ITS A DIARY !
This is a diary, or rather, field notes written up each day, with the latest entry at the top.
To get the full story, start at the bottom entry in the archive, and read upwards.
Then read the current diary entries from the bottom up as well.
Once you've got the full story, just visit and read the new story for the day!
The yellow and pink squiggly lines are two walks we take. The yellow one is the one we usually do. The squigglyness indicates how Madame visits her several important sniffing check-points!
We stop several times to feed the ravens, and you can see where they come from.
If you right-click on the image and open it in a new tab, you can then zoom in to see more details.
Saturday, 19 December 2009
The thermometer may have been lower this morning, but it didn't feel as horrid as yesterday: there was hardly any wind at all when we went out at about 7.45 a.m.
It was much lighter than yesterday - the sky was clear, with a pale, greenish-yellow cast in the East.
We had heard some raven calls earlier - but none when we came into Llandaff Fields, nor did we see any ravens until we came to the spinney.
There, we heard one raven call, and saw him sit on the highest tree in the spinney - and his companion came flying over from the allotment side, to perch next to him.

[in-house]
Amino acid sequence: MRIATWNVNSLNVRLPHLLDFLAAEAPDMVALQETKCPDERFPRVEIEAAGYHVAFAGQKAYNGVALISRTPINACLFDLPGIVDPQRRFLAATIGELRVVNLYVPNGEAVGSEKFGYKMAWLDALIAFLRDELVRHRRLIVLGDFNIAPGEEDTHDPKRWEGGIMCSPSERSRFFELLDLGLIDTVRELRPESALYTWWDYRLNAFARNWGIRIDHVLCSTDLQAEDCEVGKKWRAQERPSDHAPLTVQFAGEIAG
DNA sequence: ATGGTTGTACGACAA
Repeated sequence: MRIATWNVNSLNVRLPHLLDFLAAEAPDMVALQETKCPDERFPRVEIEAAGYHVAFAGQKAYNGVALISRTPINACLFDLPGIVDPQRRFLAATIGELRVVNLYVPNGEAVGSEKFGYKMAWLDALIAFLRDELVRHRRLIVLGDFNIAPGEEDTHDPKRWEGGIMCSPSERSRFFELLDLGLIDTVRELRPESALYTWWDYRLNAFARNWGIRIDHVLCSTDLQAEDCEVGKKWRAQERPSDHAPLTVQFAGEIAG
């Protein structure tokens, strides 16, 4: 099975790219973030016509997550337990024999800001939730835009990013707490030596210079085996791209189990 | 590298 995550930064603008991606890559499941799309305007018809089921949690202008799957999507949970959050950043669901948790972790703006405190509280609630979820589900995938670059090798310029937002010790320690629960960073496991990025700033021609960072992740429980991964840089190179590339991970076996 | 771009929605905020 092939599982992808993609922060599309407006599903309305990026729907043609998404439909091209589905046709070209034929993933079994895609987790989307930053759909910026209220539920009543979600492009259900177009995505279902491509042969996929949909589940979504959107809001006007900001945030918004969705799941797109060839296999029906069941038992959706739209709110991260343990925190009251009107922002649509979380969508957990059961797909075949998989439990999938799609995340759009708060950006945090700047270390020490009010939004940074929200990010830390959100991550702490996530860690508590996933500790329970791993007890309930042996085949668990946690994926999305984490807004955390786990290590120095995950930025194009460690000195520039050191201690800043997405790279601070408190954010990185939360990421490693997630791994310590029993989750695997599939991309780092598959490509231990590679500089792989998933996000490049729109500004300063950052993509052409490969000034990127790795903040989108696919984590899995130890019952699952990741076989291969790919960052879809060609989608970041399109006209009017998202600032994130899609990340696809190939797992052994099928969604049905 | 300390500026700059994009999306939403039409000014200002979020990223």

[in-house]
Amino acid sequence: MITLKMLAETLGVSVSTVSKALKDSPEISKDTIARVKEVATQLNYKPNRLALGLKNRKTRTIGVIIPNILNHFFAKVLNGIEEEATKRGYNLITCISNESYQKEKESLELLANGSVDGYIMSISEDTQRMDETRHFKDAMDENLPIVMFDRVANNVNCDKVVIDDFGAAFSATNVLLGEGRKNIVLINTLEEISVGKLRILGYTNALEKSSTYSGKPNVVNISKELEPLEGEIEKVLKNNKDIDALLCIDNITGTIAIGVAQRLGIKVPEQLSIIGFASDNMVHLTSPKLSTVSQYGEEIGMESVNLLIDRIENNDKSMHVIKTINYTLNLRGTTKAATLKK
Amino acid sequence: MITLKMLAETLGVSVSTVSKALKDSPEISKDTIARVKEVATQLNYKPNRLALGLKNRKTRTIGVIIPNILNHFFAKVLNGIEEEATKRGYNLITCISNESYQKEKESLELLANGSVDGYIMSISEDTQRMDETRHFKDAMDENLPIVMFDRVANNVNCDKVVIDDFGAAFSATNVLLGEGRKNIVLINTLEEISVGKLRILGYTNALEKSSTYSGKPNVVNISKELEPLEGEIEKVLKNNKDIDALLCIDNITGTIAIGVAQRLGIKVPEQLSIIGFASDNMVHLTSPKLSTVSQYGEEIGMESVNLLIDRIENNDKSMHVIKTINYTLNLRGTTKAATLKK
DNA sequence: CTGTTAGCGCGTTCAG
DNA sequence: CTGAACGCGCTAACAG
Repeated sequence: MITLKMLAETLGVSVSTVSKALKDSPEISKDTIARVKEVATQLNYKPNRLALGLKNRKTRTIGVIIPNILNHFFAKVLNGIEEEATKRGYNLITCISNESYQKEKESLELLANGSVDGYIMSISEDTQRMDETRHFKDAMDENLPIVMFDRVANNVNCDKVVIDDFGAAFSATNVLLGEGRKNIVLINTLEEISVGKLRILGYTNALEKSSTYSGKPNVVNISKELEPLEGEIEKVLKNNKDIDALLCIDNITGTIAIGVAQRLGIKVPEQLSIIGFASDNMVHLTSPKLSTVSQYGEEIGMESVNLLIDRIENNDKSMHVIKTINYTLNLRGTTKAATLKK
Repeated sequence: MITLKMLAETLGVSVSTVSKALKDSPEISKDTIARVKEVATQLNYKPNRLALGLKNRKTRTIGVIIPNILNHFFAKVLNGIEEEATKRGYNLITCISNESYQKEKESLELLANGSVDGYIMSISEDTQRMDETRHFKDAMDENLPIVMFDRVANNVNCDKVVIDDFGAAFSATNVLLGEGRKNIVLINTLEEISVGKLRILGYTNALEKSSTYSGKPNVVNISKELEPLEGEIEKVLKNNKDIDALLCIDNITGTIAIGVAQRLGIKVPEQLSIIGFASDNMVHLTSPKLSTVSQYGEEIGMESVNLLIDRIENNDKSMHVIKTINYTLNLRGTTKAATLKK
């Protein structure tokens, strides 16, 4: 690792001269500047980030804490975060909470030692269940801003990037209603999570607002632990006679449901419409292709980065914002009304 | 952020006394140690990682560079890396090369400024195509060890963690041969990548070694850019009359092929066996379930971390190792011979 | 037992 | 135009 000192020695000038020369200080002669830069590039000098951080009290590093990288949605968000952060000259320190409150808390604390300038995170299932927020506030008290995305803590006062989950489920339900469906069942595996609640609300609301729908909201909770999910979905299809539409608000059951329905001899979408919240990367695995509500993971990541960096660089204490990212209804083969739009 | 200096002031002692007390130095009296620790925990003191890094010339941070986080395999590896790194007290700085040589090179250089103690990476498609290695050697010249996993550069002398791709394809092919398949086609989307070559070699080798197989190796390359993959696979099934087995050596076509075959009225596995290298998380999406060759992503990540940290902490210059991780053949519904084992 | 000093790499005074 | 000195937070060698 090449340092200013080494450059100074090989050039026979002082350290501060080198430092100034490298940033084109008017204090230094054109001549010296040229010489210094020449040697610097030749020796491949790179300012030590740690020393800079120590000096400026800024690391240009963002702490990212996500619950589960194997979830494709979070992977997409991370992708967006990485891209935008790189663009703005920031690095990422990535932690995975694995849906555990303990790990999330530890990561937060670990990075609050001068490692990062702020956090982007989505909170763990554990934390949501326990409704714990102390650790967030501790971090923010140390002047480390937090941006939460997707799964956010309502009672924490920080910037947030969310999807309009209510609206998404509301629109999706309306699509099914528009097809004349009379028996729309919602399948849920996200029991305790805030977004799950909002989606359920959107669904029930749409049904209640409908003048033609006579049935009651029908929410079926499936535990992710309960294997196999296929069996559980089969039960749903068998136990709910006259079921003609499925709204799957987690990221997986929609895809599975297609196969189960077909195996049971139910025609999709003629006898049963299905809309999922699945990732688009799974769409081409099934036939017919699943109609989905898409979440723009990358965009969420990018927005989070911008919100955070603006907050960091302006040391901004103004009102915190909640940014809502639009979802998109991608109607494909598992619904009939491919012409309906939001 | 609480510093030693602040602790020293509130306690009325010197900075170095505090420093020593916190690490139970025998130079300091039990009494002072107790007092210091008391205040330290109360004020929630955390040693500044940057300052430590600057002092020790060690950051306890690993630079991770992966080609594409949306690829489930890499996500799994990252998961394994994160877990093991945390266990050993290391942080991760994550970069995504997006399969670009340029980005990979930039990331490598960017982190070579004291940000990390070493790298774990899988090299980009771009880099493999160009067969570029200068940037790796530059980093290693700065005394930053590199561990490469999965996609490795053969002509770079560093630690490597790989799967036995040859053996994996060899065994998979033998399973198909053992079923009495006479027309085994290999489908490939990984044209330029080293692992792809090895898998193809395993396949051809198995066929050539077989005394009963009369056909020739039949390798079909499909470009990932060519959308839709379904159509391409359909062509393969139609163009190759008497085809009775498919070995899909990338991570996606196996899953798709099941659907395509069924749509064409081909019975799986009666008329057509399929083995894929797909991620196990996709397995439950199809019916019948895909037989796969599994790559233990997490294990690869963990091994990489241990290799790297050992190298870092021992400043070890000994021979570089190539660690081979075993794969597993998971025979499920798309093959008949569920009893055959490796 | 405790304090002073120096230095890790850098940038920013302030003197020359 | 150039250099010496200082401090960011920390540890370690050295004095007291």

We entered the ravens field, and both came to the open ground. It was 'my' young pair - it was sufficiently light to make out the 'Roman' nose of one of them.
Again, as now customary, they came to within a yard an a half in the open field, but kept further away in the enclosure.
Again, they wait until we turn our backs before they pick up the food.
We left the 'more-food' way, because I was hoping to encounter more ravens. My pair followed us, again flying rather than hopping, and after the first few scraps in the open field they called - and the other young pair arrived, from the side of the old quarries.
All four kept their distance, a good four yards, in spite of Madame being on her lead, and in spite of the absence of any other dogs.
At one point, as we walked on back home, all four followed us, walking in a line four abreast, spread out. I loved that!
I think I can now assume that the ravens field is the territory of my young pair, and that the big field is regarded as place for all hungry ravens to come and get what is offered, like a sort of more communal, shared raven territory.
We'll see if the next few days support this.
It will be cold - again! - and it seems to me that Madame, while enjoying her rolling-about on the frosty grass, is not so keen on being out in the cold as she used to be ...
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